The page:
The pipe flow probe compared the fluid flow of smooth and unsmooth pipes of changing diameters. The force per unit area bead across the pipes was recorded to happen both the clash factors and Reynolds Numberss. A Moody diagram was plotted comparing the clash factor versus the Reynolds figure. A graph of the experimental clash factor was compared to the theoretical clash factor for the passage of a pipe from smooth to rough.

It is assumed that the fluid used for the pipe flow was incompressible and pipes were wholly horizontal with changeless diameters throughout the tried length. The energy equation is used to compare the steady, unvarying flows at the recess and mercantile establishment.

= force per unit area = denseness

= kinetic energy flux coefficient = mean fluid speed

= gravitation omega = perpendicular tallness of the pipe

=total caput loss = specific work done by the control volume.

The alteration in force per unit area that is found for each pipe is tantamount to the loss of caput across each respective pipe and related by the equation below.

. ( 2 )

It is besides assumed to hold a changeless volumetric flow rate, changeless perpendicular tallness, no work involved in the flow of the fluid, and a changeless flow speed. By utilizing the mean speed we can find whether the fluid is laminal or disruptive. A Reynolds figure below 2300 describes a laminar flow and that above 2300 is disruptive.

, ( 3 )

= Reynolds figure = pipe diameter = viscousness of the fluid.

Below is the Darcy or Moody clash factor, , which is valid for laminar flows. This equation is independent of the raggedness of the pipe.

. ( 4 )

The clash produced by the raggedness in the pipes causes head loss. Unlike Eq. 4, the following equation is valid for turbulent flows with Reynolds values above 2300.

. ( 5 )

The Colebrook equation covers transitionally unsmooth parts which are between smooth and rough walled piping. This equation is inexplicit for.

, ( 6 )

where the comparative raggedness of the pipe is.

## Methods

The Pipe Flow Lab equipment included: Four horizontal pipes of changing raggedness and diameters arranged in a pipe flow setup with a self-contained H2O supply, valve to insulate pipe of involvement, inlet flux control valve to command the flow rate, volumetric mensurating armored combat vehicle collects H2O, sight tubing, graduated cylinder, stop watch, callipers, and electronic manometer to mensurate force per unit area.

The alteration in force per unit area of one rough and three smooth pipes of changing diameters were measured. These values helped compare the clash factors to the Reynolds figure of the fluid. Each pipe was separately experimented on by leting the H2O to run through that peculiar pipe until it reached a changeless flow rate. The alteration of force per unit area was read off the electronic manometer and a stop ticker was used to mensurate the clip it took to make full the armored combat vehicle to a peculiar volume. The force per unit area was lowered by a given increase for each test until it reached a given value and repeated for each pipe. The temperature of the H2O was measured at the terminal of the experiment.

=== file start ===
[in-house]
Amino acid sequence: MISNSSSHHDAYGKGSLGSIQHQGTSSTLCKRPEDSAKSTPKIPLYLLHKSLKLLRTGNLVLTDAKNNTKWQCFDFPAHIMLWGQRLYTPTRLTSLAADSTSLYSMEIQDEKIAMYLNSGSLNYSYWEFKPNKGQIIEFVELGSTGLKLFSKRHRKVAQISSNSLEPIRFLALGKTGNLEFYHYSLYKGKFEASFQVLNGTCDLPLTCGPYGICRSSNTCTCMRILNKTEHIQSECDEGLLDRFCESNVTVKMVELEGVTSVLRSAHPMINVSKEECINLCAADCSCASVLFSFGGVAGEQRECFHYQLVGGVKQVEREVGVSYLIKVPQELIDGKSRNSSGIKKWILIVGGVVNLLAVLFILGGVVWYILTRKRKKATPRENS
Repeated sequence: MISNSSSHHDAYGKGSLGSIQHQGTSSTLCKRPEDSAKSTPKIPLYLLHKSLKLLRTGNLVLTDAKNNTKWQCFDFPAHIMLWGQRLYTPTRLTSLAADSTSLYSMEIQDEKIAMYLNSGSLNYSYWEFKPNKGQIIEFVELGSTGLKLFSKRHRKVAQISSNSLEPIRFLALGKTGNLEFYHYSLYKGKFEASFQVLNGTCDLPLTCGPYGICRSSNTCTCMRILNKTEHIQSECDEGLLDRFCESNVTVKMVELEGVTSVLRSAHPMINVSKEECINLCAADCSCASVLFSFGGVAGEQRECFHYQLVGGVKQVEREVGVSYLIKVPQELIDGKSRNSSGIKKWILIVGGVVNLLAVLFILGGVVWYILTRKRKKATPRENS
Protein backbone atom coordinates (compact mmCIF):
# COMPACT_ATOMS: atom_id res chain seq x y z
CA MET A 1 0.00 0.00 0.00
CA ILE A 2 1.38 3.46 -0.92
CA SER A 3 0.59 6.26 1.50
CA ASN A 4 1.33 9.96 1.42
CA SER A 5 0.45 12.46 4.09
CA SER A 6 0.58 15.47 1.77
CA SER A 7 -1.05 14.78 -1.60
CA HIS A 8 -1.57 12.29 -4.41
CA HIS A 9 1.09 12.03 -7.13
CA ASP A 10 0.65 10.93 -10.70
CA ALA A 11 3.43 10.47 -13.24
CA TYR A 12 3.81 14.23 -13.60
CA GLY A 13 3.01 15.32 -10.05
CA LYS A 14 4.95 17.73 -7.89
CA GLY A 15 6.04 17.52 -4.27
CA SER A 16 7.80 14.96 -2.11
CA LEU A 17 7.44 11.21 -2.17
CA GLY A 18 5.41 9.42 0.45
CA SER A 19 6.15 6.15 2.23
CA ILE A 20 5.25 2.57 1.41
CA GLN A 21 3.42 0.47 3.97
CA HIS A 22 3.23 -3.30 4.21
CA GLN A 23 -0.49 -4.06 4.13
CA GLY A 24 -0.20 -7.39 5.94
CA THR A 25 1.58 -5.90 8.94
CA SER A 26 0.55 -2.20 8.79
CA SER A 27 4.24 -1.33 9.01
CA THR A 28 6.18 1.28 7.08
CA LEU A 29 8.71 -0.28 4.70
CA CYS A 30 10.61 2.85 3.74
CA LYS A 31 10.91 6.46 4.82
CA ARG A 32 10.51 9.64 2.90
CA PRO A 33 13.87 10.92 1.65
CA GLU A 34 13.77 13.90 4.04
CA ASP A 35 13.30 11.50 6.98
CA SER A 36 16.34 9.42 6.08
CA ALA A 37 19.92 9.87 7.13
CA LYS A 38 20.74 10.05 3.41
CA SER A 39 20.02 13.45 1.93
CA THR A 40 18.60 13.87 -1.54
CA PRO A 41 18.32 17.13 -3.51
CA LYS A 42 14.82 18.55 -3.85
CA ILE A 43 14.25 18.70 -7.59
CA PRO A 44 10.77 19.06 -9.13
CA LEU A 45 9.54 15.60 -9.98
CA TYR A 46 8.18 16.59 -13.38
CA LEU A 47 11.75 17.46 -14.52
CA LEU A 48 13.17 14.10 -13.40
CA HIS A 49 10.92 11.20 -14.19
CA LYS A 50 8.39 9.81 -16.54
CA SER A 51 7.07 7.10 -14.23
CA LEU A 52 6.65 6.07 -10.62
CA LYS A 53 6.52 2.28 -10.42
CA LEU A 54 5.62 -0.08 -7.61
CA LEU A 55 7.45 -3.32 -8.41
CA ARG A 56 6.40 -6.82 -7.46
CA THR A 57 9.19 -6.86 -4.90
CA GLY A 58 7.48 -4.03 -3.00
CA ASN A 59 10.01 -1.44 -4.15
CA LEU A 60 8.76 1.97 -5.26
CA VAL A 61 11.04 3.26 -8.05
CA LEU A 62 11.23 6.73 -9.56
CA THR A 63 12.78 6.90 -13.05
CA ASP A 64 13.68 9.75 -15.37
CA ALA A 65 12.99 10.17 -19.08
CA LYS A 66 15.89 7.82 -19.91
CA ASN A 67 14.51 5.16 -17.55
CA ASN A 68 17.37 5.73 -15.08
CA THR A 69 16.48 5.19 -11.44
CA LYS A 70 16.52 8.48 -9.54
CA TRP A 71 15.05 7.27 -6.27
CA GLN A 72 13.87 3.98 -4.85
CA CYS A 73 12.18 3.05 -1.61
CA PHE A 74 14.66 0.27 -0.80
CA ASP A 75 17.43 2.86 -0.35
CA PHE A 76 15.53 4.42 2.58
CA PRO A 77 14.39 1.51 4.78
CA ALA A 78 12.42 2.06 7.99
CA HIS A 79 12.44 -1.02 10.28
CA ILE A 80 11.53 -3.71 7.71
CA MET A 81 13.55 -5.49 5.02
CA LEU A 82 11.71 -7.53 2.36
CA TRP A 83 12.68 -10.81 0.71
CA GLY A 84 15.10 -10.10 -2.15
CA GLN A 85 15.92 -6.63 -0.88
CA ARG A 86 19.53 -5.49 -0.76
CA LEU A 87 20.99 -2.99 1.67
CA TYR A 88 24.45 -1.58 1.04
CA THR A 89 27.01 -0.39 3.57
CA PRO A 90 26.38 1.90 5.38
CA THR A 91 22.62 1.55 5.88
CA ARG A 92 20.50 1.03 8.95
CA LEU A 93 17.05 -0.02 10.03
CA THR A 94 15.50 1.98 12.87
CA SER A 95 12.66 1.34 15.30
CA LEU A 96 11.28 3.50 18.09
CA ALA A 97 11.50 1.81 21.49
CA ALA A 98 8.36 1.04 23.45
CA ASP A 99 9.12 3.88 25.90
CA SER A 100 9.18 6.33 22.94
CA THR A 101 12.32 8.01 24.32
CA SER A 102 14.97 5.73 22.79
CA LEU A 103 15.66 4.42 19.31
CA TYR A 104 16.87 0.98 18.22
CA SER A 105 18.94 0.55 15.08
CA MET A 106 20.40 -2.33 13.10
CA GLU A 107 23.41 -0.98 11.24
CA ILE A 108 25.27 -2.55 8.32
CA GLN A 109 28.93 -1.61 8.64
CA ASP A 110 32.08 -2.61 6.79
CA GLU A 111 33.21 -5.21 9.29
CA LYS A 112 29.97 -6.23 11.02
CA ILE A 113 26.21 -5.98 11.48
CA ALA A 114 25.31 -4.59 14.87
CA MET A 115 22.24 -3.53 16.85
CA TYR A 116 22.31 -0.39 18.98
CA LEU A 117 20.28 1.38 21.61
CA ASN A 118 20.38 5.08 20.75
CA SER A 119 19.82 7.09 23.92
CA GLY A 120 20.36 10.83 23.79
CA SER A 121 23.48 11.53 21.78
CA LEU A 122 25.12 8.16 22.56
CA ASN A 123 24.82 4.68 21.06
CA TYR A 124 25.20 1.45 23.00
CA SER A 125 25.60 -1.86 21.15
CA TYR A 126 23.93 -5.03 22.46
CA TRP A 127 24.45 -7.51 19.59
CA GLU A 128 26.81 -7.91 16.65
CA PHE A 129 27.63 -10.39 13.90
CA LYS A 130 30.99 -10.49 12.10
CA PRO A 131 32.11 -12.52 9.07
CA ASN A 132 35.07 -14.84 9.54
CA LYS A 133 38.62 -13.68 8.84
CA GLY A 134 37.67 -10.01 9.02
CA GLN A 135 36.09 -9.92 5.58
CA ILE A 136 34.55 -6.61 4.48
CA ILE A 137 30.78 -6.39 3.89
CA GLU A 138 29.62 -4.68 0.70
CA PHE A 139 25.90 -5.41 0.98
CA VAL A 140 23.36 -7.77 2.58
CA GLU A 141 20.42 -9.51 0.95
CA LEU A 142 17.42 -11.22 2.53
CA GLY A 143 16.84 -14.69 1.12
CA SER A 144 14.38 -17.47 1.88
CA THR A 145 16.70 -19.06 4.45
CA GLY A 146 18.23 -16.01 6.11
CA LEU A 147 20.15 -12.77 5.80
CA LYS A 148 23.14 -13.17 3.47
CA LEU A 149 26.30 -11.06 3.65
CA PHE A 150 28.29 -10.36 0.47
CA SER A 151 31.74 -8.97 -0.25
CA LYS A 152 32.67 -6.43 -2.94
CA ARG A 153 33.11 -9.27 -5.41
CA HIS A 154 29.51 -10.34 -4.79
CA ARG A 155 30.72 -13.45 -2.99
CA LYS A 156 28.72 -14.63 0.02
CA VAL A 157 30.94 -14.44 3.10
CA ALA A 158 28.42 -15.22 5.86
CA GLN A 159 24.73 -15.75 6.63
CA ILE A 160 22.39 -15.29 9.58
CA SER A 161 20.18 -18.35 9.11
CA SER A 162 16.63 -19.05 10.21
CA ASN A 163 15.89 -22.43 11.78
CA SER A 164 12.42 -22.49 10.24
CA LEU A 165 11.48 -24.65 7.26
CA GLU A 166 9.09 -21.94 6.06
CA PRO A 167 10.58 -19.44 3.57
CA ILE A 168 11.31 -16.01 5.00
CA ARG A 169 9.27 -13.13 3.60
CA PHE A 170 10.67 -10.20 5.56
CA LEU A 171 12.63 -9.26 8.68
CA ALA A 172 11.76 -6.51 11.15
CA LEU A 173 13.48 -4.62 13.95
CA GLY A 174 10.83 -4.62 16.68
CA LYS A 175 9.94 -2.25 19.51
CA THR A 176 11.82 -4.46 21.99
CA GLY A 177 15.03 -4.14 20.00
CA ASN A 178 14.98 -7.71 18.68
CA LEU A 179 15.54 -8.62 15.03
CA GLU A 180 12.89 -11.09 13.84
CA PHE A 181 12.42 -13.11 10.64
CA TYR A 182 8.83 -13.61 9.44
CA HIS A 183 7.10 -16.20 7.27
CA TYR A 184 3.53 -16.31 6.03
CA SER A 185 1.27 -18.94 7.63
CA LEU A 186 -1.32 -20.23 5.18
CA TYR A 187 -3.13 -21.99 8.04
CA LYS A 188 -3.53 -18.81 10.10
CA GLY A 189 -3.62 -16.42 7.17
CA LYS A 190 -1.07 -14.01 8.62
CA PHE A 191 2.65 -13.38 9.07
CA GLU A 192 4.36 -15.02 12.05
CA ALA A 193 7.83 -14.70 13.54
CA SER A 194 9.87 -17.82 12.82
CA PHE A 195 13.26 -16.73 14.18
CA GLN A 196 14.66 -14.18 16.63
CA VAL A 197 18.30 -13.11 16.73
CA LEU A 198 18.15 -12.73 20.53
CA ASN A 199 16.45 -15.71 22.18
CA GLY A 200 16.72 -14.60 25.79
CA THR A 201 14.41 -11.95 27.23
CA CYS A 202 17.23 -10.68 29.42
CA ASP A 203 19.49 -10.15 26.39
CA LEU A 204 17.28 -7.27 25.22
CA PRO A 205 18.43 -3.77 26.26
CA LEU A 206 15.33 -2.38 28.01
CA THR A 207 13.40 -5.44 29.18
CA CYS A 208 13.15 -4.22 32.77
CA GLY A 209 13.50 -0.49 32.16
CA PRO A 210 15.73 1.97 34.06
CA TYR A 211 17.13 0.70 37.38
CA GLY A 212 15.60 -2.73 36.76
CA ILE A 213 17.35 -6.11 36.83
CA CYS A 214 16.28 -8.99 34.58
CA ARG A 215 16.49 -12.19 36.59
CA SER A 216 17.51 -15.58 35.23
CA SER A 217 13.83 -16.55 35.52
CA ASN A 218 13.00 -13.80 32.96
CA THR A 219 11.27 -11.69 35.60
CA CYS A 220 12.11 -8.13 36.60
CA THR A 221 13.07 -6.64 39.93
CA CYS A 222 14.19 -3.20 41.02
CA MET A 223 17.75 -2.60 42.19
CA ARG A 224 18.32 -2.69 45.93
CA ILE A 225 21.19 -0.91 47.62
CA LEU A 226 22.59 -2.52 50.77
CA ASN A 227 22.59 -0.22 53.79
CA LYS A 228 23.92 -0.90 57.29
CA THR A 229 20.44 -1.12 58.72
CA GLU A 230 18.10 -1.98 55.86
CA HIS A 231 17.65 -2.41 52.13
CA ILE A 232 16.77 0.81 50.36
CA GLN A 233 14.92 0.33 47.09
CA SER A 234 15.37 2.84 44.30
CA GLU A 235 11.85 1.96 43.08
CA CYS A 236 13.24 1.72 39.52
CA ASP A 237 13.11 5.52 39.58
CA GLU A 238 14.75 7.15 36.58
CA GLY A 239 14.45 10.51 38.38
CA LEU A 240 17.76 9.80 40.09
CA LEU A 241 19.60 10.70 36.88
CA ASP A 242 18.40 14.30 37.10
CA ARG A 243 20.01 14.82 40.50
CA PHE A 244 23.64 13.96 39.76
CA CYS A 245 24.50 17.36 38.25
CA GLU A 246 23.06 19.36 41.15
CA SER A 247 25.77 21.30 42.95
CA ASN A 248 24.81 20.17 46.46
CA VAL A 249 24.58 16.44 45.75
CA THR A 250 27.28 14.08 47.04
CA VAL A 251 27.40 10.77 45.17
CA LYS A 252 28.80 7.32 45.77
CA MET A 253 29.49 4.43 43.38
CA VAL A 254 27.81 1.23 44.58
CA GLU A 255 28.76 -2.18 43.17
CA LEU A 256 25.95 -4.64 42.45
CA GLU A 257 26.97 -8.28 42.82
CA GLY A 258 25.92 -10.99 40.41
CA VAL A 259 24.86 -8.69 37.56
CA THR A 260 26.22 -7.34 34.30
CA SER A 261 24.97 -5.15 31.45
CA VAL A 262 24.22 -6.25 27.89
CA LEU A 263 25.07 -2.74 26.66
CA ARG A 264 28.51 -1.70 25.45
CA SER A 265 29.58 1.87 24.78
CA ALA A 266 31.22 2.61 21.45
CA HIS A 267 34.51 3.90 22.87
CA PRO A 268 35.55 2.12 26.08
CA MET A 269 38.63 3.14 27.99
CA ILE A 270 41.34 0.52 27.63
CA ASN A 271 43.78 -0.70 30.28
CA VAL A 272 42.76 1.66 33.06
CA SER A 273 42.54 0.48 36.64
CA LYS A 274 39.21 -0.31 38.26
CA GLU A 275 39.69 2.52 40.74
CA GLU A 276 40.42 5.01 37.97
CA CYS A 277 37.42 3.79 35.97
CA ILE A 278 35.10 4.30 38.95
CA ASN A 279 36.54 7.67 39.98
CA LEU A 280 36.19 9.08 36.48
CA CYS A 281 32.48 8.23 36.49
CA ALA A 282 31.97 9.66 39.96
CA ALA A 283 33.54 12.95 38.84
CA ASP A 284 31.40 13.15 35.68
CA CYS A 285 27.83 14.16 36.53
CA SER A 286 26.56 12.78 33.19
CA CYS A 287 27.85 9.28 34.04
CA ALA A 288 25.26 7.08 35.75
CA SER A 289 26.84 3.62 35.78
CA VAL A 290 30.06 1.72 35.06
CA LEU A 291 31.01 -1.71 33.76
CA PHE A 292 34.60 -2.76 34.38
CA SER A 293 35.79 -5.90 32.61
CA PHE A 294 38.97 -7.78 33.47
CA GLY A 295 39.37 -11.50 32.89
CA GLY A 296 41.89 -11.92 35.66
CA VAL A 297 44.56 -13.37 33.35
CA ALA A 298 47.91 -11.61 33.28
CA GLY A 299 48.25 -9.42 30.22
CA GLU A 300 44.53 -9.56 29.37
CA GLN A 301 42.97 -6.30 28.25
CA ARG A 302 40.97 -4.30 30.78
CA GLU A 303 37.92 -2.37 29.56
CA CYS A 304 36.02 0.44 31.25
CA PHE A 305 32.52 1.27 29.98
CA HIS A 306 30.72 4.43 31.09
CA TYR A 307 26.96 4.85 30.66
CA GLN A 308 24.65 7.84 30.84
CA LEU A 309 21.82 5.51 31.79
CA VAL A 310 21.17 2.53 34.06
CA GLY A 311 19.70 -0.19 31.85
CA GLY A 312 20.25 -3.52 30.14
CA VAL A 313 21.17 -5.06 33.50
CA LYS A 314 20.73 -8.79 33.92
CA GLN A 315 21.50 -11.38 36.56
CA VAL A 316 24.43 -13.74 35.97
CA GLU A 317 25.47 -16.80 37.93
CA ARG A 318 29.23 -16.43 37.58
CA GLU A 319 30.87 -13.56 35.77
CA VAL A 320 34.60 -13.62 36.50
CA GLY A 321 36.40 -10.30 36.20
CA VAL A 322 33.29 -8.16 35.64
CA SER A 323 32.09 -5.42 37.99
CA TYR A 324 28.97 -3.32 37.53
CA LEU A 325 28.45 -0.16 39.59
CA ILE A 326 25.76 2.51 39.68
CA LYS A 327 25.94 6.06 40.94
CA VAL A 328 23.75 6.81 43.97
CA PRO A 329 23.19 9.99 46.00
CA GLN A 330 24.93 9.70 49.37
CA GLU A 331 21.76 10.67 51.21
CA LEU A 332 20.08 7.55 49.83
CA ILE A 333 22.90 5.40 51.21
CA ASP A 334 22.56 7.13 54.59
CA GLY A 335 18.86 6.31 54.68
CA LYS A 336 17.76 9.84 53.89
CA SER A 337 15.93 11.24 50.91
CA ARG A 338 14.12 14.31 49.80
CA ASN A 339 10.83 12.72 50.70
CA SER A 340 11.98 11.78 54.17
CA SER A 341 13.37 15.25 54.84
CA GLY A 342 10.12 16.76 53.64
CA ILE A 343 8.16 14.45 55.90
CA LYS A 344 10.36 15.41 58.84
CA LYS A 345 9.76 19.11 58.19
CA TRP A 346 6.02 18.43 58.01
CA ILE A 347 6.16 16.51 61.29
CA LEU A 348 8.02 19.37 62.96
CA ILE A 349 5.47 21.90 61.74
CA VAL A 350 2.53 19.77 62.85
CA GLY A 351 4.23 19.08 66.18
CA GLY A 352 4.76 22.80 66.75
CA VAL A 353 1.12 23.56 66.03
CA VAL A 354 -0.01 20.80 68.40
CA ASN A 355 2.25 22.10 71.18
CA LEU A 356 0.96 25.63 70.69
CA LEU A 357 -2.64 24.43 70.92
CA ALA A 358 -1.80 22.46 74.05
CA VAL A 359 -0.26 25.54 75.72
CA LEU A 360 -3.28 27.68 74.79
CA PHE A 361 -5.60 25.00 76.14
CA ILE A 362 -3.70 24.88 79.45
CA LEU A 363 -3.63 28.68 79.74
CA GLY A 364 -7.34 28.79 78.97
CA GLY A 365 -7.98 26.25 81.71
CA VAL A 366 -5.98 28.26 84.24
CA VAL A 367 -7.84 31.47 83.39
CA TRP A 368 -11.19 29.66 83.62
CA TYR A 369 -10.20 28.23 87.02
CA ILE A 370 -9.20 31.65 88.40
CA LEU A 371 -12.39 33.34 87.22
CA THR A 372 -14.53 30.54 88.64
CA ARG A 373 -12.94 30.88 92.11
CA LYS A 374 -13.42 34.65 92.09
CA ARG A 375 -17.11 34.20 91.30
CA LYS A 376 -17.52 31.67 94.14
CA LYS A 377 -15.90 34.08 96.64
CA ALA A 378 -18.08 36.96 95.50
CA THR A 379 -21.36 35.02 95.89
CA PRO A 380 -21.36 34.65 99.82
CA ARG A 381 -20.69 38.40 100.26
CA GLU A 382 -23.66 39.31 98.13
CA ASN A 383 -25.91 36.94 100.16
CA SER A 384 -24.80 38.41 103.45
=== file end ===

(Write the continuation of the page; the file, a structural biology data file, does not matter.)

## Consequences and Discussion

The information for the big smooth pipe, big rough pipe, medium smooth pipe, and little smooth pipe were compiled into Tables 1, 2, 3, and 4, severally. Eq. 3 was used to happen the Reynolds figure and the clash factor was calculated utilizing Eq. 5. These values were so plotted in Fig. 1, which is a Moody diagram comparing the Reynolds figure to friction factor of all the pipes. The Reynolds figure gives the value of a fluids passage from a laminar flow to turbulence. This value is about 2300 harmonizing to Fig. 1. Since all the points on the Moody graph are greater than 2300, we can reason that all the flows in this lab are disruptive.

The diminishing consecutive laminar line was produced by utilizing Eq. 4 which is independent of raggedness. Then above the Reynolds figure of 2300 is the theoretical unsmooth turbulent and smooth disruptive lines. The smooth pipes follow the somewhat downward incline of the smooth disruptive theoretical line. The little and average tubings are for the most portion above the theoretical line which is expected because there is likely construct up in the tubing doing a rebuff raggedness which would increase the clash factor. The big smooth pipe & A ; acirc ; ˆ™s values are below the theoretical line, which is impossible because the tubing can non be smoother than smooth. This mistake could be a cause of human mistake or inaccurate lab equipment. The clash factors of the smooth pipes in increasing order were big, medium, and little. This is what would be expected because the larger diameter pipes should let for easier flow than a smaller diameter pipe.

The big unsmooth tubing follows the theoretical unsmooth disruptive tendency. Since this tubing is rough it should hold more clash than the smooth pipes and an increased clash factor. Fig. 1 exhibits this fact because the big unsmooth tubing values are good above the smooth tubing & A ; acirc ; ˆ™s values. As the Reynolds figure gets really big, it becomes a map of merely comparative raggedness e/D.